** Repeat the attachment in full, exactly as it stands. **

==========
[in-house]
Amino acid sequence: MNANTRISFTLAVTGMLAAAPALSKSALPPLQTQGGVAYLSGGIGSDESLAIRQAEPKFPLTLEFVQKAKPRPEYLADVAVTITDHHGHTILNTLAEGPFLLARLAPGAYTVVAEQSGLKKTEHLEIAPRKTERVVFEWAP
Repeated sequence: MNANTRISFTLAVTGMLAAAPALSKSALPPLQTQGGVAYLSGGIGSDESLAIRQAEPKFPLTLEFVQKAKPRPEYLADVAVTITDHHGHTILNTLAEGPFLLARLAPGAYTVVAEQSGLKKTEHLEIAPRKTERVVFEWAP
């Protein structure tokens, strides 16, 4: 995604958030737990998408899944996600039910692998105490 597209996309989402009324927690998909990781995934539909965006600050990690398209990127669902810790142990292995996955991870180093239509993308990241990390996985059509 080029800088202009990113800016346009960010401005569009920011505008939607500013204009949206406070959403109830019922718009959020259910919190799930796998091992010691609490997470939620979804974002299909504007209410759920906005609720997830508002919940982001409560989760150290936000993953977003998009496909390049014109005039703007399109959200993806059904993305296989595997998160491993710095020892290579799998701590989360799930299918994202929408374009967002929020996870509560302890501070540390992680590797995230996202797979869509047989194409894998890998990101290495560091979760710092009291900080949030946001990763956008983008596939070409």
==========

[in-house]
Amino acid sequence: MNANTRISFTLAVTGMLAAAPALSKSALPPLQTQGGVAYLSGGIGSDESLAIRQAEPKFPLTLEFVQKAKPRPEYLADVAVTITDHHGHTILNTLAEGPFLLARLAPGAYTVVAEQSGLKKTEHLEIAPRKTERVVFEWAP
Repeated sequence: MNANTRISFTLAVTGMLAAAPALSKSALPPLQTQGGVAYLSGGIGSDESLAIRQAEPKFPLTLEFVQKAKPRPEYLADVAVTITDHHGHTILNTLAEGPFLLARLAPGAYTVVAEQSGLKKTEHLEIAPRKTERVVFEWAP
């Protein structure tokens, strides 16, 4: 995604958030737990998408899944996600039910692998105490 597209996309989402009324927690998909990781995934539909965006600050990690398209990127669902810790142990292995996955991870180093239509993308990241990390996985059509 080029800088202009990113800016346009960010401005569009920011505008939607500013204009949206406070959403109830019922718009959020259910919190799930796998091992010691609490997470939620979804974002299909504007209410759920906005609720997830508002919940982001409560989760150290936000993953977003998009496909390049014109005039703007399109959200993806059904993305296989595997998160491993710095020892290579799998701590989360799930299918994202929408374009967002929020996870509560302890501070540390992680590797995230996202797979869509047989194409894998890998990101290495560091979760710092009291900080949030946001990763956008983008596939070409």